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Identification of Preferred Multimodal Ligand Binding Regions on IgG1 FC using Nuclear Magnetic Resonance and Molecular Dynamics Simulations
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  • Ronak Gudhka,
  • Camille Bilodeau,
  • Scott McCallum,
  • Mark McCoy,
  • David Roush,
  • Mark Snyder,
  • Steven Cramer
Ronak Gudhka
Rensselaer Polytechnic Institute
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Camille Bilodeau
Rensselaer Polytechnic Institute
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Scott McCallum
Rensselaer Polytechnic Institute
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Mark McCoy
Merck and Co., Inc.
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David Roush
Merck and Co., Inc.
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Mark Snyder
Bio-Rad Laboratories
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Steven Cramer
Rensselaer Polytechnic Institute
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Peer review status:UNDER REVIEW

30 Jul 2020Submitted to Biotechnology and Bioengineering
30 Jul 2020Assigned to Editor
30 Jul 2020Submission Checks Completed
04 Aug 2020Reviewer(s) Assigned

Abstract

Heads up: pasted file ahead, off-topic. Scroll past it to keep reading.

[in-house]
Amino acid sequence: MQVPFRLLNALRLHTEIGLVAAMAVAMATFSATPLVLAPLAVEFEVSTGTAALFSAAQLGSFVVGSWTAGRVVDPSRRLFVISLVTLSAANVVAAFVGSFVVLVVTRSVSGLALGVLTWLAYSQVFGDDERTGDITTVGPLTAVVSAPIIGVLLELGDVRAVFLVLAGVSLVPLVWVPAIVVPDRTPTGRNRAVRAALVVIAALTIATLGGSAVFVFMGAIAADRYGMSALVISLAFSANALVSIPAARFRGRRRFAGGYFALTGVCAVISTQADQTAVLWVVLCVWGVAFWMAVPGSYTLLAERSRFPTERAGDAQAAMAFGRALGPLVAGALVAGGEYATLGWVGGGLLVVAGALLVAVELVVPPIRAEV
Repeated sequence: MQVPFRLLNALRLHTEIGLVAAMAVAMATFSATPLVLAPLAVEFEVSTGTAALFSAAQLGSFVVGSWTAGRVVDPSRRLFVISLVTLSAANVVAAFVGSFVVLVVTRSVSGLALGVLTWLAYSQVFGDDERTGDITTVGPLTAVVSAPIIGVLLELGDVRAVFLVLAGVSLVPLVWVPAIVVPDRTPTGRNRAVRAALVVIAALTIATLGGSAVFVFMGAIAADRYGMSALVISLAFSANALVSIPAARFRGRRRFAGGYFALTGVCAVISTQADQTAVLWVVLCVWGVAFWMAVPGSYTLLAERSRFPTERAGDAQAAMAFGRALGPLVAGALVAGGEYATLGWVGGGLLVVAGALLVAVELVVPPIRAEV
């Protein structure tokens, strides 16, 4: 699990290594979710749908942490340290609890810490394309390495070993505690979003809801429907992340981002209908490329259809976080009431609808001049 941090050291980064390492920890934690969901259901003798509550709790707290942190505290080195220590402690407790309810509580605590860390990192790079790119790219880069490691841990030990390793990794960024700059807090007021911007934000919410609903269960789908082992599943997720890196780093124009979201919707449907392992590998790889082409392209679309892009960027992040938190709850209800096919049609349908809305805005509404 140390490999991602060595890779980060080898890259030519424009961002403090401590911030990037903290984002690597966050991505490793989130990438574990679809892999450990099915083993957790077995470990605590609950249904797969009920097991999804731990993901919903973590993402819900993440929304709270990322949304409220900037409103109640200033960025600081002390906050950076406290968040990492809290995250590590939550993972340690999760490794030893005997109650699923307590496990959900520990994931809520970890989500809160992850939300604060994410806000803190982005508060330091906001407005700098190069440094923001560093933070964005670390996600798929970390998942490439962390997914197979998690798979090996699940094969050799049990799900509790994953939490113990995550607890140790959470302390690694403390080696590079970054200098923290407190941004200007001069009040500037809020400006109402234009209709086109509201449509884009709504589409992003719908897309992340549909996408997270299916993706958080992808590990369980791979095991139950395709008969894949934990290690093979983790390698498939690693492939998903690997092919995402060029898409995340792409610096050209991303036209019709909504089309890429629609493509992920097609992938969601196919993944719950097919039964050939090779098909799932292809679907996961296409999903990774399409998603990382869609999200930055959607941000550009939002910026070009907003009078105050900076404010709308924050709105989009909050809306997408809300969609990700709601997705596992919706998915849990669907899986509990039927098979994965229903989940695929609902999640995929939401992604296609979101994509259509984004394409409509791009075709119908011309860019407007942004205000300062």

In this study, the binding of multimodal chromatographic ligands to the IgG1 FC domain were studied using nuclear magnetic resonance and molecular dynamics simulations. Nuclear magnetic resonance experiments carried out with chromatographic ligands and a perdeuterated 15N-labeled FC domain indicated that while single mode ion exchange ligands interacted very weakly throughout the FC surface, multimodal ligands interacted with specific clusters of residues with relatively high affinity, forming distinct binding regions on the Fc. The multimodal ligand binding sites on the FC were concentrated in the hinge region and near the interface of the CH2 and CH3 domains. Further, the multimodal binding sites were primarily composed of positively charged, polar and aliphatic residues in these regions, with histidine residues exhibiting some of the strongest binding affinities with the multimodal ligand. Interestingly, comparison of protein surface property data with ligand interaction sites indicated that the patch analysis on FC corroborated molecular level binding information obtained from the nuclear magnetic resonance experiments. Finally, molecular dynamics simulation results were shown to be qualitatively consistent with the nuclear magnetic resonance results and to provide further insights into the binding mechanisms. An important contribution to multimodal ligand-FC binding in these preferred regions was shown to be electrostatic interactions and pi-pi stacking of surface exposed histidines with the ligands. This combined biophysical and simulation approach has provided a deeper molecular level understanding of multimodal ligand-FC interactions and sets the stage for future analyses of even more complex biotherapeutics.